EU ‘Green card’ for Thailand expected over IUU fishing

THAILAND: The Kingdom should expect to receive a ‘green card’ from the European Union for its efforts to combat illegal, unreported and unregulated (IUU) fishing, once the EU realizes the real progress the government is making in this regard, according to Steve Trent, executive director of the Environmental Justice Foundation (EJF).

Mr Trent said the EJF had seen the progress made by Thailand in solving IUU problems and that it would subsequently be removed from the ‘IUU Report’ of the EU.

“Thailand will succeed in getting a green card after being given yellow-card status almost two years ago. But I don’t know when – the EU would like to see long-lasting measures for sustainable fishing,” he said.

He added the priority concern in his view was that Thailand needed to commit to the ratification and adoption of the International Labor Organization’s (ILO) convention concerning work in the fishing industry, develop a sustainable plan and measures to combat IUU fishing, and create sustainable fisheries.

Adisorn Promthep, director general of the Fisheries Department, said the government continued to take IUU and sustainable fishery issues very seriously, having made them a priority on the national agenda. The first plan has been to set up a system for distance fishing-vessel management for outside Thailand’s territorial waters, and to monitor carriers and transhipment, both at sea and in port.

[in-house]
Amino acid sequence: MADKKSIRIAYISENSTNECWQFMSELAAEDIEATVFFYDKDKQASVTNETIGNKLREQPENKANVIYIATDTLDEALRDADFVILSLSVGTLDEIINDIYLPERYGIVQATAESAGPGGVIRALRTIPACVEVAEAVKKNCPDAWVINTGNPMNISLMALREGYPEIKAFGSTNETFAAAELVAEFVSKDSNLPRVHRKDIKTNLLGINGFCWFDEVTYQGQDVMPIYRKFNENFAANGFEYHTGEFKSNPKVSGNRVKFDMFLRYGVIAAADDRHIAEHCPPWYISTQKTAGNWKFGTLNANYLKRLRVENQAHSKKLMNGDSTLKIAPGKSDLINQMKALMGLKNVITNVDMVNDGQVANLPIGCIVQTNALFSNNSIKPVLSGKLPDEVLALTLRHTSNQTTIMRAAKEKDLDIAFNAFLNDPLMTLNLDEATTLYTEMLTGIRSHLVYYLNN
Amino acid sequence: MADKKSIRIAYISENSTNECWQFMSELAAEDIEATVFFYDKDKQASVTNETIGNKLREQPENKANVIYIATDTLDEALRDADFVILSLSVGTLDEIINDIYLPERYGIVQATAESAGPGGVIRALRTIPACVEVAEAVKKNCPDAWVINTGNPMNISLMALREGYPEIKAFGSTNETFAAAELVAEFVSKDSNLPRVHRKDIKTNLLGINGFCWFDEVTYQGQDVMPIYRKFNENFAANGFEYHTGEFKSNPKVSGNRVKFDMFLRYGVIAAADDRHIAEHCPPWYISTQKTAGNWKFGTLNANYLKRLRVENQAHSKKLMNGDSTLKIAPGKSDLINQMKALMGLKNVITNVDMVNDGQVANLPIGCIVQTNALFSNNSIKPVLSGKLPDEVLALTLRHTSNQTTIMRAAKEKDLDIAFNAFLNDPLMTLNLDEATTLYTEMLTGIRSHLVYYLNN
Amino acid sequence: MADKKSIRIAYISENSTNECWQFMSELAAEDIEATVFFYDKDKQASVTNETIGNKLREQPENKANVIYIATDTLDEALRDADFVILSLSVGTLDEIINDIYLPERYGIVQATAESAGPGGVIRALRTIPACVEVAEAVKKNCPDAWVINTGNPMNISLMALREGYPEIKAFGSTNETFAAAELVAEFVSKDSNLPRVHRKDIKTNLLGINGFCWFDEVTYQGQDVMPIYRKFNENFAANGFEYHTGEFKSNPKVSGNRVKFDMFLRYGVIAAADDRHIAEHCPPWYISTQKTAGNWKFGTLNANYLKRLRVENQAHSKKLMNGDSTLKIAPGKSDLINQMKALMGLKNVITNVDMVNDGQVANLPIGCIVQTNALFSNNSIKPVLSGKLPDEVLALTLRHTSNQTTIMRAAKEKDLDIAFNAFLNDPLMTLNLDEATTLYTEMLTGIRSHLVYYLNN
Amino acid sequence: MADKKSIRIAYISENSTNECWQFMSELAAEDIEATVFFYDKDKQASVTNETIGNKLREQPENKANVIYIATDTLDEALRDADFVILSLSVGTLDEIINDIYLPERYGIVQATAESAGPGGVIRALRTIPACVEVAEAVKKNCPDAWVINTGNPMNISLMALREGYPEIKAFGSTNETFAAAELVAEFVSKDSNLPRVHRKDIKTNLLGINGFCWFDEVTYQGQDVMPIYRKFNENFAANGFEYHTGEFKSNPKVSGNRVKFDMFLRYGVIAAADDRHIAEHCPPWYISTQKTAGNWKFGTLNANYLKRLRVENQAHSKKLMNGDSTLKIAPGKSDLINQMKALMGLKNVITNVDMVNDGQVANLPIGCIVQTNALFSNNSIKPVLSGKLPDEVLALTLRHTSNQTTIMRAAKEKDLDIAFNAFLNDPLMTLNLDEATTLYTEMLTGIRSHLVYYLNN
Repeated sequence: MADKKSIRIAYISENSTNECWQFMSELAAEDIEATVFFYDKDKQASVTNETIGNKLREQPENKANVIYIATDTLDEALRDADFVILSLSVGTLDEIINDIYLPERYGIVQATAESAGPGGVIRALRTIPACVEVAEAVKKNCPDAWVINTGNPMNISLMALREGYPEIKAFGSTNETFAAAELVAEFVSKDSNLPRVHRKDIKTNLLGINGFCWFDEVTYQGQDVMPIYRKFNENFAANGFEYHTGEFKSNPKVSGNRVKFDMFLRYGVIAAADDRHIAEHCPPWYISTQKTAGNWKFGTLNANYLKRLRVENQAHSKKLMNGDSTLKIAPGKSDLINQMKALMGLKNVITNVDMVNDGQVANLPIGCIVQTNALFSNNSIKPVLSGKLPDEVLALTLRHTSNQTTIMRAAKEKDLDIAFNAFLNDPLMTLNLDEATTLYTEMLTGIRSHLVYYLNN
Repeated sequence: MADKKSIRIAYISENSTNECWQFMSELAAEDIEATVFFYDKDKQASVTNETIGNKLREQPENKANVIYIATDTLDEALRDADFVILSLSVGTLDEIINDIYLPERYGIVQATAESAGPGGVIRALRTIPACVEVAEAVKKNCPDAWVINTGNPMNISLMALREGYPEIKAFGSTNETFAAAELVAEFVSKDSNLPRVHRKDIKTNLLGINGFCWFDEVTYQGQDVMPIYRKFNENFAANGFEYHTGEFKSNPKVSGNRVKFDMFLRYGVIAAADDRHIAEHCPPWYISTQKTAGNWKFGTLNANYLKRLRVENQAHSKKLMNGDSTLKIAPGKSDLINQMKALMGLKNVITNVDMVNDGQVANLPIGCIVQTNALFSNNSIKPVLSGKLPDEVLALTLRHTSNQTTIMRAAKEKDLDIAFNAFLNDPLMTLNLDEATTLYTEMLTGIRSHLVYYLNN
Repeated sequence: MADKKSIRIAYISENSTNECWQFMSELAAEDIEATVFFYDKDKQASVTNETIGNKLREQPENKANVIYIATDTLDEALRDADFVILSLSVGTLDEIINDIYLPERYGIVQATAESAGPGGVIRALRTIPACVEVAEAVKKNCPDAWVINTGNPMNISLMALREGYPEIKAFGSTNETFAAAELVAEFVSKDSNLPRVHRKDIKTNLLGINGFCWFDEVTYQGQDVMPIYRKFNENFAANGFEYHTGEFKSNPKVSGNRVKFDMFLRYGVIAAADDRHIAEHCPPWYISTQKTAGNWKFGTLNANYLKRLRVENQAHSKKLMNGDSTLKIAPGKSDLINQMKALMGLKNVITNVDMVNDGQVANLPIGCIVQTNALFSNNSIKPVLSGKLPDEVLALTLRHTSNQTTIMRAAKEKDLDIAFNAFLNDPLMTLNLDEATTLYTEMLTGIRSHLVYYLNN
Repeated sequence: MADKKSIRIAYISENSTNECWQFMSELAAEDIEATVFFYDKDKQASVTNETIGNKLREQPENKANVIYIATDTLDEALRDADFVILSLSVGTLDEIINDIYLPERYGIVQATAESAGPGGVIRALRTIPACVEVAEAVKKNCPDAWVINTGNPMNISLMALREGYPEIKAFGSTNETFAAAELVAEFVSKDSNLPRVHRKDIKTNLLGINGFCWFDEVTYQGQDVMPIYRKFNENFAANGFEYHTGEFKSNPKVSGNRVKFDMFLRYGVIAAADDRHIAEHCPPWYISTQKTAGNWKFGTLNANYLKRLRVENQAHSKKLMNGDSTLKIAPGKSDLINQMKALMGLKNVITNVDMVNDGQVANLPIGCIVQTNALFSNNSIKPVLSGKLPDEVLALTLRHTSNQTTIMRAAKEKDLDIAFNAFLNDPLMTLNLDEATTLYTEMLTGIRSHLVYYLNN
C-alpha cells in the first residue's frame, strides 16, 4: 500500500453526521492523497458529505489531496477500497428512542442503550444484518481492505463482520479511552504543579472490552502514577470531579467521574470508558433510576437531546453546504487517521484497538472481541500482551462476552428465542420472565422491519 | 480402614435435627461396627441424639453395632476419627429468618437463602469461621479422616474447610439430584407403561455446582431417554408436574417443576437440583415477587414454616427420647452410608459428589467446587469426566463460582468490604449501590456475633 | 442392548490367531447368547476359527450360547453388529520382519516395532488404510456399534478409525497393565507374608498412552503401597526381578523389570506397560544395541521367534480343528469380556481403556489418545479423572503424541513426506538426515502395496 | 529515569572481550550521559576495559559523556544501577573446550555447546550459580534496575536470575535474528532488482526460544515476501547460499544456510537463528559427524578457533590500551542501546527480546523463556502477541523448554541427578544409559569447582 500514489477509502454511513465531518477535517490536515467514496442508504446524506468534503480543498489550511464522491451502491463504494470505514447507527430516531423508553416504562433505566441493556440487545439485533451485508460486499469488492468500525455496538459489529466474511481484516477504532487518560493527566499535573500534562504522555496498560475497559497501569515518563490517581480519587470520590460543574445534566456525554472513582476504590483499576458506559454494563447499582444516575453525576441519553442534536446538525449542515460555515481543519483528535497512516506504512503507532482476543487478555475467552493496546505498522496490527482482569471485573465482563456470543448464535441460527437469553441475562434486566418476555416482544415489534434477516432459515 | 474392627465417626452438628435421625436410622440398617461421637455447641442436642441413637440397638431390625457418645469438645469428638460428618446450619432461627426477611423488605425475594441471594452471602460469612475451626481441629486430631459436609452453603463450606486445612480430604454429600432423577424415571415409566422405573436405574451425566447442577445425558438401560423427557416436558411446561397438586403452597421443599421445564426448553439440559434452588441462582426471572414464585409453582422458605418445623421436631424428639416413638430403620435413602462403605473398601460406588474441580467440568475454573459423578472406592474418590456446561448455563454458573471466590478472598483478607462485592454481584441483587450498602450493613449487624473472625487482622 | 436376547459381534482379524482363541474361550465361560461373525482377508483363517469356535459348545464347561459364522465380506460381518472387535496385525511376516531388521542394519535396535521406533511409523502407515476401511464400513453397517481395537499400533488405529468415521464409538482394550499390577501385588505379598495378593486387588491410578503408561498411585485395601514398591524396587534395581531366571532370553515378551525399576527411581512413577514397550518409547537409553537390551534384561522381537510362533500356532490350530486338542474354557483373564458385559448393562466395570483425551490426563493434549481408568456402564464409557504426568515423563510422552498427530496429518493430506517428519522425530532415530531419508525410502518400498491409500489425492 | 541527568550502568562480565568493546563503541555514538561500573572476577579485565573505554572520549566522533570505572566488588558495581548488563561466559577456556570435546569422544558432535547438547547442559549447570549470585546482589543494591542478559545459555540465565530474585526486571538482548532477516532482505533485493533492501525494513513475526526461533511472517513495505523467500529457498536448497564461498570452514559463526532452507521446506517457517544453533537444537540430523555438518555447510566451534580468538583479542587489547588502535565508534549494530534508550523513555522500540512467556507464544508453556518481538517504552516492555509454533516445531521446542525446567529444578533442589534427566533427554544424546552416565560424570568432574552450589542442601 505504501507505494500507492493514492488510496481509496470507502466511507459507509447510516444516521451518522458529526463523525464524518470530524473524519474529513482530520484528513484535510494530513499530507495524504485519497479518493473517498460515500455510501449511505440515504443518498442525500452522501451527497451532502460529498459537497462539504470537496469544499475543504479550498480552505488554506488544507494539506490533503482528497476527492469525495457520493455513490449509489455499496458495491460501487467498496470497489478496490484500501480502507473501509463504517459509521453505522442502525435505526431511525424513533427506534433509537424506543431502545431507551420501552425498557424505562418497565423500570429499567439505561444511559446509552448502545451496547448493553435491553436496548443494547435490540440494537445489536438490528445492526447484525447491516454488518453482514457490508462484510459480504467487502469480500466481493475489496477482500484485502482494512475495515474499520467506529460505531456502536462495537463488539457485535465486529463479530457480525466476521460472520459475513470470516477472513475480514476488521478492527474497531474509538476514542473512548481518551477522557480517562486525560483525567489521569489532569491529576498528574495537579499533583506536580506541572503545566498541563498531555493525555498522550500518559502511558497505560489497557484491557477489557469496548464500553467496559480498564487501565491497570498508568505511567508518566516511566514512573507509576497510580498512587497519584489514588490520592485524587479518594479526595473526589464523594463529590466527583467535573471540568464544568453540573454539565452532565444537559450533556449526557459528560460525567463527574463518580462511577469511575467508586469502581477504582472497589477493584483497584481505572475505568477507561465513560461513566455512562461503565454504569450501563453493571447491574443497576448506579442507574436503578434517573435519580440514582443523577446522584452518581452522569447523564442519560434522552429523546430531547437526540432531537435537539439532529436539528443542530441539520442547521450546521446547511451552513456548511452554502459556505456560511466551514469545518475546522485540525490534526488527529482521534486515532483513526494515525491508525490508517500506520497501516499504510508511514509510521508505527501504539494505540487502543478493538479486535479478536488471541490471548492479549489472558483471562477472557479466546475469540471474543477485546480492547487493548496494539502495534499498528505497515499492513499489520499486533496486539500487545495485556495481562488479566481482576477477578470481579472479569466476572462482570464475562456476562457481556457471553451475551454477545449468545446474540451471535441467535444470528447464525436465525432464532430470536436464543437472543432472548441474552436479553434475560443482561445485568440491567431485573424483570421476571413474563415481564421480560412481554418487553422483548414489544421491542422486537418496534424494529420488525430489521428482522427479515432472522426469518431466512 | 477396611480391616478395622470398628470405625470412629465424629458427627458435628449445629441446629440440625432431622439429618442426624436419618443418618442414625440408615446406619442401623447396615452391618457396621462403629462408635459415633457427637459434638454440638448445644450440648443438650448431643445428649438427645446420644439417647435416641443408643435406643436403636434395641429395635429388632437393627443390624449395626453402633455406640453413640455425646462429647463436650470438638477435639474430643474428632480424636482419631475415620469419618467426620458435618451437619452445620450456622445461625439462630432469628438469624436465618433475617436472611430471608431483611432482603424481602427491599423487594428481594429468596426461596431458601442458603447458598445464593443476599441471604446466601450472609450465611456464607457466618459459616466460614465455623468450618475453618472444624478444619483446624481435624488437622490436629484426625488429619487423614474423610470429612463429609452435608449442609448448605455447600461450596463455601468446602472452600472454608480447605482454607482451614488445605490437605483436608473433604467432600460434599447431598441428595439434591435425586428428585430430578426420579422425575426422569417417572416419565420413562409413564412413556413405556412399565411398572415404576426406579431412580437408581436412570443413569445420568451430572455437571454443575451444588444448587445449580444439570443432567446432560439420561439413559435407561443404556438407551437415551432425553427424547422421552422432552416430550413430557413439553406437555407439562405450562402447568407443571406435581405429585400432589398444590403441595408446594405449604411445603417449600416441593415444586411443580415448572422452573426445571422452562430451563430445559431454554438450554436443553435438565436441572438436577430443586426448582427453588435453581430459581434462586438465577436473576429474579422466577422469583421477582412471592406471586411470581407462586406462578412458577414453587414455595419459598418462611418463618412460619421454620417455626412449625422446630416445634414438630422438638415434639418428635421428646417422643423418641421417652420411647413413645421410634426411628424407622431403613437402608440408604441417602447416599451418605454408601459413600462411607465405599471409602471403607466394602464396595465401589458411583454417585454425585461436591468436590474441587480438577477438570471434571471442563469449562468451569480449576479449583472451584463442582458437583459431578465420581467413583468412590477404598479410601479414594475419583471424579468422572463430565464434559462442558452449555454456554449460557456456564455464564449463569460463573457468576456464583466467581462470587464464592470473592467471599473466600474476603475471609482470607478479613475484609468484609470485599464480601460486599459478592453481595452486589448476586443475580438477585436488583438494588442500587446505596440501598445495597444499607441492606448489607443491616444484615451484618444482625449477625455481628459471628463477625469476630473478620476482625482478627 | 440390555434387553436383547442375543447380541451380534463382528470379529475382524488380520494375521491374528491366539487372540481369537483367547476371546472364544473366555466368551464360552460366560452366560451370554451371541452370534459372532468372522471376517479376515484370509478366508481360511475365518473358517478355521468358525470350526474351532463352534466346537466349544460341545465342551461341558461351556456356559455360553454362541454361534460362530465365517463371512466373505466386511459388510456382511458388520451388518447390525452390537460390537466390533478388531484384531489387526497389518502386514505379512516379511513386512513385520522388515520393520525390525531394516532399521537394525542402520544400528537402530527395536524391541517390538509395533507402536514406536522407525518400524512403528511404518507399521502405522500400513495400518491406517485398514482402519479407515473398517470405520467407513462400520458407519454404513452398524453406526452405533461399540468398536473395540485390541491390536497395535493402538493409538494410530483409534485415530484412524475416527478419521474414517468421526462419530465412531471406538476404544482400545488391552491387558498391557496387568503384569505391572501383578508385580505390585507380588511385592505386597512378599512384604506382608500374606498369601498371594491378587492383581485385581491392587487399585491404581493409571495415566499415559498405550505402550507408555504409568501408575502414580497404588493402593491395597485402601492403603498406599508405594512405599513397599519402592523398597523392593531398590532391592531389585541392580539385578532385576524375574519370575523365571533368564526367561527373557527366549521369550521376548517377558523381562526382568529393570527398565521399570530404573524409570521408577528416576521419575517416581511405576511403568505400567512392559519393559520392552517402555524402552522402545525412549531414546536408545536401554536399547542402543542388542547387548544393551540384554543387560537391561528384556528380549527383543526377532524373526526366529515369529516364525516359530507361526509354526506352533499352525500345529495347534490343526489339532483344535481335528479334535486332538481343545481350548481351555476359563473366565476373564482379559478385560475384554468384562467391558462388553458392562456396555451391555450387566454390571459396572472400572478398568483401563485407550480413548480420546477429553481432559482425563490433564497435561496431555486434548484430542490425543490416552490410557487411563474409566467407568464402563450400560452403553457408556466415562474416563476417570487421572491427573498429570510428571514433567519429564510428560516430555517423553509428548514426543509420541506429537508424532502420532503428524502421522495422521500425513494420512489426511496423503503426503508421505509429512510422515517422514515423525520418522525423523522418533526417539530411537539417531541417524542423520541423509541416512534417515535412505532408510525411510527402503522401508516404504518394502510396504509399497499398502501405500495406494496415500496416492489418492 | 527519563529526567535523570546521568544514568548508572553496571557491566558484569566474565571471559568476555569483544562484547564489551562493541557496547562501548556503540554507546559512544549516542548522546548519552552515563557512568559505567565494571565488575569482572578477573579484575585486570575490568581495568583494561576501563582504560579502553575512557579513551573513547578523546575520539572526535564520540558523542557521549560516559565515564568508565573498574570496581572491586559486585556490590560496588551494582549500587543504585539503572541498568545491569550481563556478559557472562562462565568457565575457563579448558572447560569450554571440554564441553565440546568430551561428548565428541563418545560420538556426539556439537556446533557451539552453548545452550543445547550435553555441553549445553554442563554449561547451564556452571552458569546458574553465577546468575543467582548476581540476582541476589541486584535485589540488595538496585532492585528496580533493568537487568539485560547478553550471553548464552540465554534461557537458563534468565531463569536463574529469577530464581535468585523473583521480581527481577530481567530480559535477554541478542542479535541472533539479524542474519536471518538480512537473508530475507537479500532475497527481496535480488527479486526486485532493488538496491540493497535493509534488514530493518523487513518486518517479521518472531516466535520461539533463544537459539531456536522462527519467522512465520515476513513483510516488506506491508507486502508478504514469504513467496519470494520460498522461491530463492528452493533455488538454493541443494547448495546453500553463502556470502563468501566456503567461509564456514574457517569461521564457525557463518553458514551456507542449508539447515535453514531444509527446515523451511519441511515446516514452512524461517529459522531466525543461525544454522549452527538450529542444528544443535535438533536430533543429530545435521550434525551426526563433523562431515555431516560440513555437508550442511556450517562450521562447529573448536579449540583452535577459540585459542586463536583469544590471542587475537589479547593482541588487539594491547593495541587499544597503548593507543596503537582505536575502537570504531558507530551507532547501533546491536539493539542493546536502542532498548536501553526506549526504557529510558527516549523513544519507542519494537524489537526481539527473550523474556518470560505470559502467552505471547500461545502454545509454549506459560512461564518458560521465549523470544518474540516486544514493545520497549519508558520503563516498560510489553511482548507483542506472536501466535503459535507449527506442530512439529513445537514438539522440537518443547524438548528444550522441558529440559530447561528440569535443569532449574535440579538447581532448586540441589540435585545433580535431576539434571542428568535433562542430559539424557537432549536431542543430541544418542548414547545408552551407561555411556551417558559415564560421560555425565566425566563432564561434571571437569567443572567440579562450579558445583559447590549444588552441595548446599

The Port-in Port-out control system will also be upgraded and modernized, and the Vessel Monitoring System Center will be upgraded to the Fishery Monitoring Center in order to increase regulation efficiency, Mr Adisorn said.

Meanwhile, the government has also increased labor management efficiency by setting up an interview system for migrant workers on fishing boats, via which they will get a sea-book for identification purposes and for following up on their living conditions, he added.

So far, about 38,000 vessels have been registered with the Fishery Department, some 26,000 of which are local fishing boats, and 11,000 are commercial boats.

The government aims to remove about 1,000 registered vessels from service soon, as they do not have fishing licences, Mr Adisorn said.

Singhadet Chu-umnart, director-general of the Employment Department, said Thailand would by the end of next year ratify ILO’s ‘Convention No 188’ concerning work in the fishery sector and covering fair wages, working hours, quality of shelter for laborers, and sanitary standards.

The ILO and the Labor Ministry are currently working on a gap analysis, following which a report is expected to be submitted to the labor minister. They will then draft an enabling bill for submission to the Cabinet, he said, adding that the process of ratification of the convention would be carried out by the end of 2017.

According to Employment Department data, 343,511 migrant workers in Thailand are permitted to work in the overall fishery sector, as authorized through the One Stop Service Center and the MoU process – 78,290 of them in the fishing sector, and 265,221 in seafood processing.

— The Nation

Thailand News
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